Metal alloys as anode material for lithium ion batteries such as LiAl offer a high theoretical capacity in relation to their low cost. Compared to the conventional graphite anode, aluminium has an almost three times higher specific capacity with 993 mAh/g. During lithiation, aluminium first forms a solid solution with lithium called the alpha-LiAl phase until the solubility limit is reached. Subsequently, the alpha-LiAl will transform to the beta-LiAl upon further lithiation near the electrolyte-electrode interface.
Here, phase identification via x-ray diffraction (XRD) measurements was performed in order to help the understanding of the lithiation mechanism. First results have shown that both alpha-LiAl and beta-LiAl are present within the sample. Higher lithiated phases such as Al2Li3 could not be identified. For both SOC 25 and SOC 50 however, LiOH could be determined as an additional phase whereas the percentage was higher for samples charged to SOC 50. Similarly, a higher amount of beta-LiAl was identified while the samples charged to SOC 25 showed an increased percentage of alpha-LiAl. Operando XRD measurements are planned that will minimize the ambient air related formation of LiOH and allow the measurement of alpha- and beta-LiAl nucleation directly under protective conditions.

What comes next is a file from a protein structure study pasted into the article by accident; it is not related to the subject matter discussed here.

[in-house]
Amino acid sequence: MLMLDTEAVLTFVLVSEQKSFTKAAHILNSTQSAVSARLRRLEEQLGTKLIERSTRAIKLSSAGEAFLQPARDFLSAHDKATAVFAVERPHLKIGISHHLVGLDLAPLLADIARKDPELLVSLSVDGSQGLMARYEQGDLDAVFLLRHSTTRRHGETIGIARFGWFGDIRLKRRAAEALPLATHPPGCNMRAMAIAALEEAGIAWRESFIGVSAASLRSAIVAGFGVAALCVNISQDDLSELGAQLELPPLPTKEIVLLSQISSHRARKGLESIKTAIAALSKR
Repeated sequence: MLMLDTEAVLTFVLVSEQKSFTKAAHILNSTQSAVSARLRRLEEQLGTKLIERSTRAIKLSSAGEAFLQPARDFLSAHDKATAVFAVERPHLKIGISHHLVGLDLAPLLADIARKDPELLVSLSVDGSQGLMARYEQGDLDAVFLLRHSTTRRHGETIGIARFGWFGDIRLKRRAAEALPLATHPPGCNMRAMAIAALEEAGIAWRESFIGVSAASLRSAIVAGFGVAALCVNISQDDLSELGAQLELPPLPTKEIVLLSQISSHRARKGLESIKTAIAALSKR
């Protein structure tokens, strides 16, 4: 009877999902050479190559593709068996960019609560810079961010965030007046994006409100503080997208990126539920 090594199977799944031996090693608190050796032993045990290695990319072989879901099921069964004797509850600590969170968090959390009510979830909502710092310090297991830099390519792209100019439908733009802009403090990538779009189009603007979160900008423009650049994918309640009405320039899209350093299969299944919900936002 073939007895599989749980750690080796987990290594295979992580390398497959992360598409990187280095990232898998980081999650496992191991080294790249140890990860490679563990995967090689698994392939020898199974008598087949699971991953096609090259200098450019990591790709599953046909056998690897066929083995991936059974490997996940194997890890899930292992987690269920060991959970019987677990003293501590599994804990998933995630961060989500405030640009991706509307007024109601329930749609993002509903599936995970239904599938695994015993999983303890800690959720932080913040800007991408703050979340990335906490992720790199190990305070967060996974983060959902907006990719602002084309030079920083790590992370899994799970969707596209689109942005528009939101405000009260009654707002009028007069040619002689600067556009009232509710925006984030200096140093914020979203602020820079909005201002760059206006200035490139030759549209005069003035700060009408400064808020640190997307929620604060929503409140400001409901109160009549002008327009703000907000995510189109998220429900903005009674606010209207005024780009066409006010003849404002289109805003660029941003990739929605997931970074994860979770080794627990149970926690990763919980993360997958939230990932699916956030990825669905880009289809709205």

This work is performed as a collaboration between TUM (Heinz Maier-Leibnitz Zentrum, FRM II) and RWTH Aachen (ISEA) in the frame of the BMBF project ExcellBattMat cluster.